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A blood donation occurs when a healthy person voluntarily has blood drawn and used for transfusions or made into medications by a process called fractionation. In the developed world, most blood donors are unpaid volunteers who give blood for a community supply. In poorer countries, established supplies are limited and donors usually give blood when family or friends need a transfusion.
This description uses material from the Wikipedia article on Blood donation and is licensed under the Creative Commons Attribution-ShareAlike License (view authors).
My appointment through the website didn't work so I almost backed out, but I phoned up to book an appointment. Turns out I first registered in 2010 but only just got round to donating! Donation went well, didn't feel faint or anything! Wad a bit weird and I hadn't drunk enough water so they couldn't find a vein in my left arm so had to do the right. So glad I finally got round to doing this! And yummy free biscuits! Will definitely do this as regularly as I can.
June 13 2013: Been there today, have to wait until the end of august before I can donate blood, because I was in Malaria endangered sections of Thailand in February and you have to wait 6 months after that before you can donat blood. So a little more than 2 months!
The donation itself went fine. It did hurt a little when the needle went in, but really no big deal. It took longer than expected due to perhaps not having as much water as I should have (I drank heaps all day but kind of tapered off in the last couple of hours). So I was asked to squeeze my hand and wiggle my toes a lot, and got small heatpacks for my arm and hand to encourage blood flow. At one point the woman taking my blood thought she might have to finish early, but we didn't have to - I got there in the end. It may have taken more like 15 minutes for me, instead of 5-10 for the standard half-litre.
It hurt more than I expected when the needle was taken out. But that was very brief, and then I was fine. I stuck around for a while afterwards and got a free milkshake and crackers, then went to my friend's house and ate most of a pizza. I was told to eat and drink a lot to replenish the system so I did!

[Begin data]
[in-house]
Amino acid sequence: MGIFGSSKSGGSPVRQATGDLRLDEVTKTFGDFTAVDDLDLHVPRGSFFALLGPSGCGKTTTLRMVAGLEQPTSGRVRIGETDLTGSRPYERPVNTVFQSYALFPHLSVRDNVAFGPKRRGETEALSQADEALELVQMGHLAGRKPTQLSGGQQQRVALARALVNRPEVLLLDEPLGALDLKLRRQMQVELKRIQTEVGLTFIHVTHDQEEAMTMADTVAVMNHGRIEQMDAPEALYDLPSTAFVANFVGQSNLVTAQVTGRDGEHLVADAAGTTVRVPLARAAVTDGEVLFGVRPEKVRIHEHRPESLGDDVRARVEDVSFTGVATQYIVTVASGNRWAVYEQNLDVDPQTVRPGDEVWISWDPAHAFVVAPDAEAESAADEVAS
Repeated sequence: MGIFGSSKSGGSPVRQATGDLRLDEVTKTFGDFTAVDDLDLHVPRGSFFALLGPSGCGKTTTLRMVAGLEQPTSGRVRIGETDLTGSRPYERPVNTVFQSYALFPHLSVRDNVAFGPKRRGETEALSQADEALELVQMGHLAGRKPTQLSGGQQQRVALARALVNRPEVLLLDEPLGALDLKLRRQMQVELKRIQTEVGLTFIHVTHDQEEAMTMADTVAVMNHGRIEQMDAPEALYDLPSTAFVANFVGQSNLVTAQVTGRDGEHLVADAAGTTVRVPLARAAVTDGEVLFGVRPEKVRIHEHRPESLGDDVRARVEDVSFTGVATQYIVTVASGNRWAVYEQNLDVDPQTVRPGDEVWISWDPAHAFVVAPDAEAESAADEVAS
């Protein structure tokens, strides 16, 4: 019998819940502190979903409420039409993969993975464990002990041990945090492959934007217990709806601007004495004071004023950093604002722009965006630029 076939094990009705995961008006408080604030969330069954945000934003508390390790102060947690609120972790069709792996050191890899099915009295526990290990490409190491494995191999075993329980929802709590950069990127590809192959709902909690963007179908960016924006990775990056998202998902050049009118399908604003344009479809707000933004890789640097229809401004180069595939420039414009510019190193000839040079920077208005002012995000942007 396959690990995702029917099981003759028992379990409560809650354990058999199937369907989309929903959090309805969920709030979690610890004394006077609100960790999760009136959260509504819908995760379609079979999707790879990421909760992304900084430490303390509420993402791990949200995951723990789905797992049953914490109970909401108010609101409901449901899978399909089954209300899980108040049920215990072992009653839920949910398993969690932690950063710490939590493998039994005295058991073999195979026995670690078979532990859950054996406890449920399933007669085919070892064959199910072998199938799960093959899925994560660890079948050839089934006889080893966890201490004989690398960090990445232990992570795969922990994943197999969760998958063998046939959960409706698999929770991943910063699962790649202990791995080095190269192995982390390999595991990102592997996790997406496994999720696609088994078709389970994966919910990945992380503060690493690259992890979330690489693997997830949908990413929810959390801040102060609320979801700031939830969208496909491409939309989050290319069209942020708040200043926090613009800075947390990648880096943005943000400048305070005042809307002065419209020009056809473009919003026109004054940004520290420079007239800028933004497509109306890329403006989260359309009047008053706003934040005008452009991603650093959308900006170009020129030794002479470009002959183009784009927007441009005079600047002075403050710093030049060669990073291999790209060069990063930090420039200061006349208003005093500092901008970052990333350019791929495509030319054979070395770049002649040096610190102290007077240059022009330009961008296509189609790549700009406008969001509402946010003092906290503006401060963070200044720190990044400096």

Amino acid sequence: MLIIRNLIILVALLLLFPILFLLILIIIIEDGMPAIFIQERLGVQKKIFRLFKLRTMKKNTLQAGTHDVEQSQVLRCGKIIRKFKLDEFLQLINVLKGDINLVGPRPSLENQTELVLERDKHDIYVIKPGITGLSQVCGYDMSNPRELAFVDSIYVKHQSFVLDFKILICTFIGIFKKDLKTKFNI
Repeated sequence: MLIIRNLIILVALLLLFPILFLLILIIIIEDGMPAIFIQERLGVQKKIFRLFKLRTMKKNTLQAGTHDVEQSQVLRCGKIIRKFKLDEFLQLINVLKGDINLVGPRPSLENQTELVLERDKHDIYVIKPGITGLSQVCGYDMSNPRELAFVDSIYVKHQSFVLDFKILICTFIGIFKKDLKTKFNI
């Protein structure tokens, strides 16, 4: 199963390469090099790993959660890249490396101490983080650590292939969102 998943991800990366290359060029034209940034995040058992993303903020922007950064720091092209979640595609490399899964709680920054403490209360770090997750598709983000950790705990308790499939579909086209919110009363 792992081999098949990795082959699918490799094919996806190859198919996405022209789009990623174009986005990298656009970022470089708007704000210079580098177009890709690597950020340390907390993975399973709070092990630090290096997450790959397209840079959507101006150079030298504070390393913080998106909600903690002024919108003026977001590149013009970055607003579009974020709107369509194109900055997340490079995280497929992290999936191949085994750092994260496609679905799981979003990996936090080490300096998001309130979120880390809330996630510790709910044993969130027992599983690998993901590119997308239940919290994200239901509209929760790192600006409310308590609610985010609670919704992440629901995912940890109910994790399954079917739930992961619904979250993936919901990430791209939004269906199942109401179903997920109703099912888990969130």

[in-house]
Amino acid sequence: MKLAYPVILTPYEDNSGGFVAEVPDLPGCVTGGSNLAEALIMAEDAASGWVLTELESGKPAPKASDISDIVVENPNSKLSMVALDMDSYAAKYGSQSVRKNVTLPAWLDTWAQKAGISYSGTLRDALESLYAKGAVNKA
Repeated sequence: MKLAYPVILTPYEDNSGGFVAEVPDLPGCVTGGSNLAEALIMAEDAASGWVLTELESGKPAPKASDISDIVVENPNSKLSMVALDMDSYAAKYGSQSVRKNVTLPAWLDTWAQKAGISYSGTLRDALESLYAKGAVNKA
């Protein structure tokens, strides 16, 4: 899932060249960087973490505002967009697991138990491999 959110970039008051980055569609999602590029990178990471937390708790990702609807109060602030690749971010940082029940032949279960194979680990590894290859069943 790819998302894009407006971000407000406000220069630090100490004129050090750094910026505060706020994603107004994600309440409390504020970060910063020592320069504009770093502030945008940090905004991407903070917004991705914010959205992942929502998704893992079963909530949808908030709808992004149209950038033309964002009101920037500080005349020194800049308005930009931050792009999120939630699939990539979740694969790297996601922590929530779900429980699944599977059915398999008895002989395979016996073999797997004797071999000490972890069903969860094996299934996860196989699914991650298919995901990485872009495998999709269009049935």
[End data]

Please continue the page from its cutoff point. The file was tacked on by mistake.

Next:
I’ve been preparing for a month this time, after a previous attempt was unsuccessful, so was nervous for two reasons: 1) the obvious, new experience, needle, will it hurt, will I pass out 2) really wanting to just get it done and not be rejected again
During this month and especially the last week I ate a lot of beef, lamb, chickpeas, lentils, tofu + vitamin C-rich fresh orange juice, capsicum and carrots.
During the initial check, before testing my hemoglobin, the nurse tested my heart rate, and found that it was a little too high (104) to be able to donate, but she said that’s common on a first donation and we’ll measure that again later to see if it drops. My hemoglobin turned out okay – 129. The minimum to be allowed to donate is 120 and last time I was 118. Still not super-high so it looks like I really need to work at it to be eligible, but good news for this time.
I then sat in the donating area, chatted a little to my friend who was donating plasma (and was fine), read a book and tried to control my breathing. The nurse came back and measured my pulse manually and it was still too high. I knew it would be fine but I couldn’t help being nervous! After more attempts to calm down, some water, and a brief call to my girlfriend I finally managed to get it down to 98. So finally I was allowed to do it...
Tried to do this on 2nd April 2013 but my iron levels were too low (again). This is what happens when you have mammoth monthly monsters like me. So i'm booked in again for 31st July. I'll be taking iron supplements from now on so lets hope next time i'm more successful.
Since I don't have gas to go out and volunteer anywhere for the post-Sandy relief effort, I donated blood for the first time at the Flanders Fire Department in Flanders, NY on Saturday, November 3, 2012.
Went with colleagues yesterday. I knew there was a risk my iron would be too low (as my GP warned me last year) but I’ve tried to eat more iron-rich foods since then, and especially in the week and a half since my colleague suggested it. Still too low, but only by a couple of points. They said try again next time, and I will.
A colleague has set up a group donation so I will be going in next week to attempt to donate. She tells me they will check my iron levels on the day to see if I’m eligible so that saves a visit to the GP. It’s been almost a year since I was deemed a bit low in iron by the GP and I have tried to be more conscious of my diet, which now includes lots more chickpeas and lentils and often more red meat and nuts. I hope I’ll be able to donate this time.
Everything was going so well too. As soon as they removed the needle (which was by FAR the worst part) I got what can only be described as the mother of all head rushes. Juice and wet clothes for all. Also, in case anyone asks, this picture is not of my photogenic side.